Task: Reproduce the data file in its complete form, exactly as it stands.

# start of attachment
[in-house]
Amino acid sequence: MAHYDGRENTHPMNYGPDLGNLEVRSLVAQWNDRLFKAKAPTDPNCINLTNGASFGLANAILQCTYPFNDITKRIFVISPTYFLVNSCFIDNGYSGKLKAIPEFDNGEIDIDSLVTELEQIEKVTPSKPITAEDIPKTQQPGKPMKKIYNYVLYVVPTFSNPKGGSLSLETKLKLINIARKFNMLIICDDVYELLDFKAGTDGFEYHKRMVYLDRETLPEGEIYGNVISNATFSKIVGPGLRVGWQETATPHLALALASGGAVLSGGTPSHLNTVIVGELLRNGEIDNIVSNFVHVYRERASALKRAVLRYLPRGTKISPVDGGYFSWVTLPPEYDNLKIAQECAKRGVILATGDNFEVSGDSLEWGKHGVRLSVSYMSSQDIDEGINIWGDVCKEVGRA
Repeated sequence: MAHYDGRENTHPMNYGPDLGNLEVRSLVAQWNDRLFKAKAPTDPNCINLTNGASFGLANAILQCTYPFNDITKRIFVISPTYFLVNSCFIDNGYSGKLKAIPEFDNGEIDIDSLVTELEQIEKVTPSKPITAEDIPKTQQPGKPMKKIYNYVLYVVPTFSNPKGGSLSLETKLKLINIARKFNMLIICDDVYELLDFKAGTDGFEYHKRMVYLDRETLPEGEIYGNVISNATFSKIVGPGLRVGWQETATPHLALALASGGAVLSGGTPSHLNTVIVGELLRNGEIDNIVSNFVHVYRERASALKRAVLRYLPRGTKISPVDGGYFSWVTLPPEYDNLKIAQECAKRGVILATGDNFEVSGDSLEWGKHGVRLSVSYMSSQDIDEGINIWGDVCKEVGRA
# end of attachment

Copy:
[in-house]
Amino acid sequence: MAHYDGRENTHPMNYGPDLGNLEVRSLVAQWNDRLFKAKAPTDPNCINLTNGASFGLANAILQCTYPFNDITKRIFVISPTYFLVNSCFIDNGYSGKLKAIPEFDNGEIDIDSLVTELEQIEKVTPSKPITAEDIPKTQQPGKPMKKIYNYVLYVVPTFSNPKGGSLSLETKLKLINIARKFNMLIICDDVYELLDFKAGTDGFEYHKRMVYLDRETLPEGEIYGNVISNATFSKIVGPGLRVGWQETATPHLALALASGGAVLSGGTPSHLNTVIVGELLRNGEIDNIVSNFVHVYRERASALKRAVLRYLPRGTKISPVDGGYFSWVTLPPEYDNLKIAQECAKRGVILATGDNFEVSGDSLEWGKHGVRLSVSYMSSQDIDEGINIWGDVCKEVGRA
Repeated sequence: MAHYDGRENTHPMNYGPDLGNLEVRSLVAQWNDRLFKAKAPTDPNCINLTNGASFGLANAILQCTYPFNDITKRIFVISPTYFLVNSCFIDNGYSGKLKAIPEFDNGEIDIDSLVTELEQIEKVTPSKPITAEDIPKTQQPGKPMKKIYNYVLYVVPTFSNPKGGSLSLETKLKLINIARKFNMLIICDDVYELLDFKAGTDGFEYHKRMVYLDRETLPEGEIYGNVISNATFSKIVGPGLRVGWQETATPHLALALASGGAVLSGGTPSHLNTVIVGELLRNGEIDNIVSNFVHVYRERASALKRAVLRYLPRGTKISPVDGGYFSWVTLPPEYDNLKIAQECAKRGVILATGDNFEVSGDSLEWGKHGVRLSVSYMSSQDIDEGINIWGDVCKEVGRA